I have observed some positive movement. There is a growing bipartisan consensus that obesity is bad. Soft drinks and junk food vending machines are being removed from schools by individual school districts as the expense of losing an income producing profit center for the school district. Governors nation wide are making nutrition a priority in schools. Some states have even reinstituted physical education.
Whole Foods has become a major food marketer in the United States. They have forced main stream food marketers to advertise “healthy food”. The organic food movement even becomes main stream with Wal-Mart and Target food markets. However, as more and more “organic food” has been demanded the food has become less “organic”.

“As Mr. Pollan wrote in The New York Times in 2001, about the dairy farms operated by the organic milk producer Horizon, “thousands of cows that never encounter a blade of grass spend their days confined to a fenced dry lot, eating (certified organic) grain and tethered to milking machines three times a day.”

The Department of Agriculture is now considering allowing salmon farmers to call their fish organic even if the fish are fed nonorganic fishmeal. The increasingly loose meaning of the word has led some consumers, who once bought anything labeled organic, to rely on new signifiers, like grass-fed, sustainable or local.”

It is not only individual shoppers who are choosing to vote with their food dollars. Tired of waiting for the federal government to act, local governments have stepped in. New York City banned trans fats in restaurants and told restaurants with standardized recipes that they must provide easy access to calorie information. Other municipal and state governments are requiring public institutions to buy more nutritious, locally produced food.”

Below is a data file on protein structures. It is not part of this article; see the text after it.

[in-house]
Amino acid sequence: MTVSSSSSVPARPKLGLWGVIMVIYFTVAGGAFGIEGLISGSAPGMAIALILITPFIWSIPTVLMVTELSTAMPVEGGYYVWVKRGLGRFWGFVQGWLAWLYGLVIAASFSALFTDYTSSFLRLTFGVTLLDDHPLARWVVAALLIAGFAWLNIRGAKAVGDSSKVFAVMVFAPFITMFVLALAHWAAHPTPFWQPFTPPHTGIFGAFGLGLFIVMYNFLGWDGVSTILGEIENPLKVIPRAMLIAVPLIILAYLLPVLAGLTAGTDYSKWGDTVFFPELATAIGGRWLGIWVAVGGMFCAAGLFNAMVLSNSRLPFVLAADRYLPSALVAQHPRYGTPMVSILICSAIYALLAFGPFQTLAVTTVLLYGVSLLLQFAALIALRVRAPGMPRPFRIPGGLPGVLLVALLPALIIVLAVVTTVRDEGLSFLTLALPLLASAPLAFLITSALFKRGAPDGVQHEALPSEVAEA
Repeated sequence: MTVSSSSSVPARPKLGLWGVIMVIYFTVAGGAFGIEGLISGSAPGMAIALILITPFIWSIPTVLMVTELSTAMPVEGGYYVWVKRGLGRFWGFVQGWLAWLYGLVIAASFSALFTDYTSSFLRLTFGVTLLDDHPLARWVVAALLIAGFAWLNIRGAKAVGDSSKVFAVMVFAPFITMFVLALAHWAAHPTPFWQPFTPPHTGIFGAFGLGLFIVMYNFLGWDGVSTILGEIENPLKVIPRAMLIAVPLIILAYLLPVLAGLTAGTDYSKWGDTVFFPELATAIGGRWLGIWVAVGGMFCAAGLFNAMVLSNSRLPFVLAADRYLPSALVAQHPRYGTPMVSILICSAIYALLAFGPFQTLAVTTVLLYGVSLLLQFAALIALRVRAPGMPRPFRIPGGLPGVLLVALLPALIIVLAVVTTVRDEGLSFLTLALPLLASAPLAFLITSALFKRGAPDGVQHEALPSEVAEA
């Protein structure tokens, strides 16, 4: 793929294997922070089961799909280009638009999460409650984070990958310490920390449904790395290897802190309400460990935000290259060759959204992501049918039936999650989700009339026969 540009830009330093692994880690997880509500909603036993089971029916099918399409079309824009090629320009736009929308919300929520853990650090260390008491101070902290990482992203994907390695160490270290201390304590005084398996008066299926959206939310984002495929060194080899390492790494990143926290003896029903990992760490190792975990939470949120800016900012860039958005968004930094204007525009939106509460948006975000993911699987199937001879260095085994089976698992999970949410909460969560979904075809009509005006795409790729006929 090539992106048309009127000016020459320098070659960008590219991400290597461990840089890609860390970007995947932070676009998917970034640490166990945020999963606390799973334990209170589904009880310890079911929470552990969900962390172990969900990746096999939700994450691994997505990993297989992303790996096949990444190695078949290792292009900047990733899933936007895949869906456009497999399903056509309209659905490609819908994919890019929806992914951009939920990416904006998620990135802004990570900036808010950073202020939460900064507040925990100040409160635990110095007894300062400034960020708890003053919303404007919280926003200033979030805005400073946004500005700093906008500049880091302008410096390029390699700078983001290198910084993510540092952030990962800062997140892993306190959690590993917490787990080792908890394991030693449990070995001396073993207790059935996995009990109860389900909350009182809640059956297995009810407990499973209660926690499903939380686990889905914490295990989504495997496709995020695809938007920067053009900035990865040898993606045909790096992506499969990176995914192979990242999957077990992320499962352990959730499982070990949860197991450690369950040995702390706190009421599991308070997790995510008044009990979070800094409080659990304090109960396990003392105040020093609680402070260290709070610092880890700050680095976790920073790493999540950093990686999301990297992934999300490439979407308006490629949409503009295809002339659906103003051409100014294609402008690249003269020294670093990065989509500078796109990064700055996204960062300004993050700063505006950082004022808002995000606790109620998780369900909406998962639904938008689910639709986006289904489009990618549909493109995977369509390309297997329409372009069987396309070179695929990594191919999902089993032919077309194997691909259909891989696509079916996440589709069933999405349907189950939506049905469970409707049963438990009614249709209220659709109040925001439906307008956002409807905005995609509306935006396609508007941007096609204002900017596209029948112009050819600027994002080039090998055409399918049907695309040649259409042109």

My question is “where is the evidence that “organic” is better for your health than non organic food?” The key questions in my view are food quality and food safety. As food has become a huge business whose profits making potential can be leveraged, we need to worry about the safety of growing the foodstuff, its processing and delivery. Organic assumes that chemical fertilizers are bad and pesticides are toxic to humans in the doses used. Therefore organic fertilizers are imperative and pesticides should be forbidden. I do not think there is any evidence for this assertion. I can visual abuse of pesticides but have not seen evidence. It could be that organic fertilizer could threaten food safety more than chemical fertilizers. The organic food movement is making us aware that something is wrong with the food industry.

I think the real issues are the safety, quality and quantity of the food we eat. The quality and quantity of the food we eat has a direct impact on the obesity epidemic.

I will discuss the quality and quantity of food we are exposed to next time.

  • Colon Cleanse Geek

    “We are what we eat” is so true. Your post rang out so many “unsaid” truths from politics to integrity I was cheering from my office chair. We can nip the problem of obesity in the butt if we start educating people now.